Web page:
US mediator to be informed of unified Lebanese stance on maritime rights

US mediator to be informed of unified Lebanese stance on maritime rights
Lebanon’s caretaker Energy Minister Walid Fayad, gestures as he meets with US senior adviser for energy security Amos Hochstein in Beirut on Monday. (Reuters)
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Updated 13 June 2022

US mediator to be informed of unified Lebanese stance on maritime rights

US mediator to be informed of unified Lebanese stance on maritime rights
  • Tensions mount amid dispute over drilling between Lebanon and neighbor Israel

BEIRUT: On Monday, a few hours before the arrival of Amos Hochstein, the US mediator in the indirect negotiations to demarcate the maritime borders between Lebanon and Israel, President Michel Aoun confirmed to the UN Special Coordinator in Lebanon Joanna Wronecka that the “Lebanese side will inform Hochstein of a unified stance regarding the proposals to resume these negotiations that preserve Lebanon’s rights.”

Talks between the two neighbors stopped after Israel rejected a Lebanese proposal to consider Line 29 as a negotiating line, and after the Lebanese rejected the Israeli Line 1 and Hof Line proposals.

Wronecka expressed the willingness of the UN to contribute to resuming the negotiations, praising the “wisdom of President Aoun and his role in this critical period of the history of Lebanon.”

The president told a delegation of lawmakers: “(Israel) is acting contrary to international laws and resolutions, taking advantage of the silence of the international community regarding its violations of the UN Security Council resolutions.”

Aoun denied “any connection between the demarcation negotiations and the issue of leasing gas and electricity from Egypt and Jordan, or the negotiations with the International Monetary Fund.”

The president added that “drilling in Block 1 stopped due to unconvincing reasons presented by the drilling company,” noting that “there were international pressures on it to prevent it from continuing to drill.”

He said he would lead the negotiations, and “upon reaching an agreement the Council of Ministers will have to approve it and refer it to Parliament according to the procedures, which is something that did not occur with Line 29.”

Reports circulating in Lebanon suggest that Hochstein had already sent a proposal to the Lebanese government last March to demarcate the maritime borders based on drawing Line 23 in a zigzag in order to give Lebanon the whole of the Qana field.

The delegation Aoun addressed had asked him to swiftly amend decree 6433, issued in 2011, which adopted Line 23 as the base to start negotiations with Israel to demarcate the maritime borders, and to send it to the international agencies according to the rules, in order to fix Line 29 as the border line with Israel, giving Lebanon an additional area of 1,430 square kilometers according to a study by the Lebanese Army.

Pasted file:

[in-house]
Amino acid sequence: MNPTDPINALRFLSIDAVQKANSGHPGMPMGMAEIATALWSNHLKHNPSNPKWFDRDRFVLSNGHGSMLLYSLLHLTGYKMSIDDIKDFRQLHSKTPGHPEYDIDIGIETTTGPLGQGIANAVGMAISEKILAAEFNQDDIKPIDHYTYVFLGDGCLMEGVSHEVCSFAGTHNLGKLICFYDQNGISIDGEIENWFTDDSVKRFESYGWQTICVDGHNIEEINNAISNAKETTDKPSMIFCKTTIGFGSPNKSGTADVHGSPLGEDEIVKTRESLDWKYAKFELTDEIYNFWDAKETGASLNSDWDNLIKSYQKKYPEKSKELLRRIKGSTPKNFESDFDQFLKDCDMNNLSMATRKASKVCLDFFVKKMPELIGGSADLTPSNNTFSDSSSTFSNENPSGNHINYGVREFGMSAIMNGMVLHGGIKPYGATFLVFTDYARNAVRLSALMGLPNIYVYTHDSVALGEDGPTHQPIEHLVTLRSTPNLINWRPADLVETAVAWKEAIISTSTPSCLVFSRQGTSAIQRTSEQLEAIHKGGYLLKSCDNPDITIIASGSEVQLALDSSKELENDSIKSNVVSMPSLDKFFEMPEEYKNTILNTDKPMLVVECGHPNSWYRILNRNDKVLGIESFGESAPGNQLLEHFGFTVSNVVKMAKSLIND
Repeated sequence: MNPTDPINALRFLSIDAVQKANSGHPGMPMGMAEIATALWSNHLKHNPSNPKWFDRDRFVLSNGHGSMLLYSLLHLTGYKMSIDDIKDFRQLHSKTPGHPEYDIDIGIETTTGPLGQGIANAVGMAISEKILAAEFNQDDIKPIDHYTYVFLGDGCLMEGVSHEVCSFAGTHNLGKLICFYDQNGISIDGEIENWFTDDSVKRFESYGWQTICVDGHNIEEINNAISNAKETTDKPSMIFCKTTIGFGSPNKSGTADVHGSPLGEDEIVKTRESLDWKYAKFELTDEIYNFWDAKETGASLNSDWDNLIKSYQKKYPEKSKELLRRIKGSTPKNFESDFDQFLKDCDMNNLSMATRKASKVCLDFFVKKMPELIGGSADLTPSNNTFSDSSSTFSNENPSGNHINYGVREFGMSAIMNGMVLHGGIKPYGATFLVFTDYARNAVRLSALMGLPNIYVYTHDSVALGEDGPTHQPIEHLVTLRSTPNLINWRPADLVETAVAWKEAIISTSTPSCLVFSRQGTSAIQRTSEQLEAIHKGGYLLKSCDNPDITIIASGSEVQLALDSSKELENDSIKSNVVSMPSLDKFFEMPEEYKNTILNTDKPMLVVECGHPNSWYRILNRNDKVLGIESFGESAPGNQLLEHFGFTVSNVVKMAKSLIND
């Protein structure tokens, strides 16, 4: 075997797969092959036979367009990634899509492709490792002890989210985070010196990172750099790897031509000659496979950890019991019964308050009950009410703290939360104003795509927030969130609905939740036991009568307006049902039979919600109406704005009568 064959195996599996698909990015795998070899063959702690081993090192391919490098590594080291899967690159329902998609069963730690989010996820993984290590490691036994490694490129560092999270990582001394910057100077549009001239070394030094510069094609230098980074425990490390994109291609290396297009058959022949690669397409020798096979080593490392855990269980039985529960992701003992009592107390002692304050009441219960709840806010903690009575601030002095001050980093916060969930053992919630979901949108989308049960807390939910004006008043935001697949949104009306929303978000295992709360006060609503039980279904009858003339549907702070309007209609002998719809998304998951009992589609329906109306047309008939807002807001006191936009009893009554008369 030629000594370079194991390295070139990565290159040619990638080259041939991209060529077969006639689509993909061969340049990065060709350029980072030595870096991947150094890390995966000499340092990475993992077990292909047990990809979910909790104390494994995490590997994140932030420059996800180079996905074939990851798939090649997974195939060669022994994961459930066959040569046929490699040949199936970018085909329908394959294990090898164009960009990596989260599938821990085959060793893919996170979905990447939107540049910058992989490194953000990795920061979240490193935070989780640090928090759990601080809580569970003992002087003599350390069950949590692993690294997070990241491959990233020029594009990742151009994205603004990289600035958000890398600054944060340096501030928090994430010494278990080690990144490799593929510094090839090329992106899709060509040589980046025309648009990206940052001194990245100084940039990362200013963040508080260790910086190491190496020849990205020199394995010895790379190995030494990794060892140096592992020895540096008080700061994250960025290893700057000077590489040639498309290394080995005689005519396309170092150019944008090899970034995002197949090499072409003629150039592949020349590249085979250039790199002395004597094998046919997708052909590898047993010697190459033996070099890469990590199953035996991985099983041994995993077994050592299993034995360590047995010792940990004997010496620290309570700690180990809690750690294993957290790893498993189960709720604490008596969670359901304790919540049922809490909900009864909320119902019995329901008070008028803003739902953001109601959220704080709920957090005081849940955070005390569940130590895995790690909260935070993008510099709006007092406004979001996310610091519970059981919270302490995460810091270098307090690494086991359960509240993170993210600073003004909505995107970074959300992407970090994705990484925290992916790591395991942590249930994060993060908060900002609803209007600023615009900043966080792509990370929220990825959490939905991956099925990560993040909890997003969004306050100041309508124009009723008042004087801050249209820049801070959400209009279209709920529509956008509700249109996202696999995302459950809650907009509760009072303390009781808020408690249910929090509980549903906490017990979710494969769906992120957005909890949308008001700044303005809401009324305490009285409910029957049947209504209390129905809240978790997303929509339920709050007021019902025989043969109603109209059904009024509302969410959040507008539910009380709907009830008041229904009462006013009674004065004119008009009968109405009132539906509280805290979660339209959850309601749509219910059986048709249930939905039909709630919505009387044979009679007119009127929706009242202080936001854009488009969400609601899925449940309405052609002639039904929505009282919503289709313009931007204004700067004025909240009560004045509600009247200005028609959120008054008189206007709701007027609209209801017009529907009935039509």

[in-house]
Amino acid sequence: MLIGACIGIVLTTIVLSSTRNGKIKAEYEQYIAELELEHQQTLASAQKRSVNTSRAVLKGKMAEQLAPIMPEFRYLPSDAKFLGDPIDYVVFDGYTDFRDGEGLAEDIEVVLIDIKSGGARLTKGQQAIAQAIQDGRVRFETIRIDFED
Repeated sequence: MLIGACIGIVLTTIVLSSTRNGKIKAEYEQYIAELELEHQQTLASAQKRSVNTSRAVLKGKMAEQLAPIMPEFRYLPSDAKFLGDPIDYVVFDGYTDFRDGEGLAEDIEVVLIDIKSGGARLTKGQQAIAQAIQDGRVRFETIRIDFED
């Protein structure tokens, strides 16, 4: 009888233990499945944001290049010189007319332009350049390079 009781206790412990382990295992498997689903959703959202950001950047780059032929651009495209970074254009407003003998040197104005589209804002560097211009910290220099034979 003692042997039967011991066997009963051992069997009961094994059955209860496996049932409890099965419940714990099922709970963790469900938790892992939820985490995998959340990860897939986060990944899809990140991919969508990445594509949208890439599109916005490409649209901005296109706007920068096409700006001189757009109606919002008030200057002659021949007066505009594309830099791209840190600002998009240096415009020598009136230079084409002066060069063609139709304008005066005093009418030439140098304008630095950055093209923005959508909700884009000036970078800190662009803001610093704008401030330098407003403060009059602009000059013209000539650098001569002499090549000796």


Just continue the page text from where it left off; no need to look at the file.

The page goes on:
Lebanon invited Hochstein to Beirut against the backdrop of the arrival of the Energean liquified natural gas production unit to Karish field, in the disputed maritime area between Lebanon and Israel.

Lebanon wishes to “continue the indirect Lebanese-Israeli negotiations to demarcate the maritime borders as soon as possible, in order to prevent any escalation that could jeopardize stability in the region.”

Gen. Joseph Aoun confirmed on Monday during a meeting with officers of the General Staff that “the army’s mission regarding demarcation of the maritime borders was concluded upon the end of its technical mission,” adding that he stands “behind the political authority in any decision that it takes.”

On Sunday, Chief of Staff of the Israel Defense Force Aviv Kochavi threatened to create “a border belt of fire on the border villages of south Lebanon and massive destruction in the whole country if war breaks out.”

This declaration came against the backdrop of a hardened stance by Hezbollah over the past few days, based over fears Israel might start drilling in the disputed Karish field.

Coinciding with the arrival of the US mediator to Lebanon, UNIFIL spokesman Andrea Tenenti confirmed that a UNIFIL patrol was intercepted on Sunday by a group of villagers.

Tenenti said that “our patrols always perform their duties without interceptions or threats except in rare cases, and this is not the first time that our forces become subject to an aggression attempt.”

The interception, which is the fourth this year for UNIFIL units, targeted a Spanish patrol that was carrying out a routine activity in its zone of deployment in the eastern sector, south of the Litani river.


Lebanese parliament fails to elect new head of state

Lebanese parliament fails to elect new head of state
Updated 20 min 32 sec ago

Lebanese parliament fails to elect new head of state

Lebanese parliament fails to elect new head of state
  • Michel Aoun’s mandate runs out at the end of October
  • No candidate has emerged as a front-runner among the hopefuls

BEIRUT: The Lebanese parliament failed to elect a new head of state on Thursday to replace President Michel Aoun when his term ends on Oct. 31, and Parliament Speaker Nabih Berri said he would call another session when consensus emerged on a candidate.

The bulk of votes cast by lawmakers at Thursday’s session — 63 — were blank. Christian politician Michel Moawad won the backing of 36 of 122 lawmakers who attended.

Unless consensus emerges on a candidate, the presidency looks set to fall vacant when Aoun’s term ends, at a time of deep financial crisis.

Reserved for a Maronite Christian in Lebanon’s sectarian system, the presidency has fallen vacant several times since the 1975-90 civil war.

Anticipating a presidential vacuum, politicians have stepped up efforts to agree a new cabinet led by the Sunni Muslim Prime Minister Najib Mikati — who is currently serving in a caretaker capacity — to which presidential powers could pass until a president can be agreed.


Rockets hit central Baghdad for second day in escalating unrest

Rockets hit central Baghdad for second day in escalating unrest
Updated 29 September 2022

Rockets hit central Baghdad for second day in escalating unrest

Rockets hit central Baghdad for second day in escalating unrest
  • A similar attack on Wednesday wounded seven members of the Iraqi security forces in the Green Zone